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Redwood City and the Roots of United Airlines

Man was taking to the skies, and Redwood City proved to be a desirable location for flying enthusiasts.

Redwood City had a world-class flying ace.

As the twentieth century unfolded technology began up ticking at an ever increasing pace. In particular, man was taking to the skies, and Redwood City proved to be a desirable location for flying enthusiasts.

At the city’s southern end a large swath of land became a hub for airborne activity. The area was known as Sweeny Ranch. Part of it included Lynch Field, which was located on land that eventually became AMPEX Corp, known for its own ‘groundbreaking’ accomplishments.silas

Silas Christofferson

Lynch Field was named after Michael Lynch, who bought part of Sweeny Ranch to establish a nursery. Lynch died in 1905, and the land was sold. Enter Mr. Silas Christofferson, who came to California with his family at age six. Christofferson was well-known and a highly innovative pilot. Among his accomplishments were flying boats, which eventually became known as seaplanes. 

He also flew for Pancho Villa’s army in 1915.

With the help of the Redwood City Chamber of Commerce, Christofferson established a flying school in 1916. With WWl raging in Europe, he had a grand vision of establishing a manufacturing facility for military airplanes, with specialized engines.

Sadly his vision was cut short. On Oct. 31, 1916 while test flying a military plane he had designed, the engine stalled. The plane nosed dived straight down and crashed, taking his life. His death was felt throughout the aviation industry worldwide.flying boats Tacoma Times June 1913

Christofferson’s head trainer, Frank Bryant bought the property and renamed it Redwood City School of Aviation. His ownership however was short lived. In 1919 Walter Varney purchased the property. Varney owned other airfields in the San Mateo area. He ran an air taxi service and became one of the most prominent airmail contractors of the early twentieth century. Varney also shipped flowers from Redwood City’s greenhouses.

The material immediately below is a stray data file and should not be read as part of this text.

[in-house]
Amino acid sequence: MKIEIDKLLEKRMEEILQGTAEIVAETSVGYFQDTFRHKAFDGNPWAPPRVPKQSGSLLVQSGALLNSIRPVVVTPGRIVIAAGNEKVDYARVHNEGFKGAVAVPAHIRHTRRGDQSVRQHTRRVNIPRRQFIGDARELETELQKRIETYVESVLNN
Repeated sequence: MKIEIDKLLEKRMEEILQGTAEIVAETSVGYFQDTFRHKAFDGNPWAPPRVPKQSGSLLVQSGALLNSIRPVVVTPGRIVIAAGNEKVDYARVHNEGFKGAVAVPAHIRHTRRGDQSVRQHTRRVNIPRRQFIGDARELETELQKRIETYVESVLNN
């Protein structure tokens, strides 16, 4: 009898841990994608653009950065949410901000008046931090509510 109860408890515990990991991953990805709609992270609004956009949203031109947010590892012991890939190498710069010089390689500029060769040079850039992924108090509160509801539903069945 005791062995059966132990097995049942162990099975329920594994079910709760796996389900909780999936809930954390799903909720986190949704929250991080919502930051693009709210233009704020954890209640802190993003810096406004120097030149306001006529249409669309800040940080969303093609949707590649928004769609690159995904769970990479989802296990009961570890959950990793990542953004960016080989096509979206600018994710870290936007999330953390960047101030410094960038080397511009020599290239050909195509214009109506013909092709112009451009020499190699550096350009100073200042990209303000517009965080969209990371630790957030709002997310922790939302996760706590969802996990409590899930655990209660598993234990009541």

The United Connection

He developed a sizeable organization and ultimately established headquarters in Boise, Idaho. In 1930, he sold Varney Air Group to United Aircraft & Transport. In 1933 United Aircraft & Transport changed its name to United Airlines.

Varney was also involved in the founding of Continental Airlines.

Eventually, the land in Redwood City was sold to developers who built Sweeny Ranch Subdivision, which later included Friendly Acres, Belle Haven and Dumbarton Acres.

The rest is just history

Some of the photos used in this blog are courtesy of the Local History Room, Redwood City's best-kept secret. The Local History Collection covers all aspects of Redwood City's development, from the 1850s to the present day, with particular emphases on businesses, public schools, civic organizations, city agencies, and early family histories. The Local History Room is not affiliated with the Redwood City Public Library, but it is inside it. 

Dan Calic

About the Author: Dan Calic

A product of Goodwin (JFK), Henry Ford, Roosevelt, Sequoia High and Canada College, Dan has deep Redwood City roots. He’s witnessed Redwood City transform from a sleepy peninsula town into a thriving high-tech hub.
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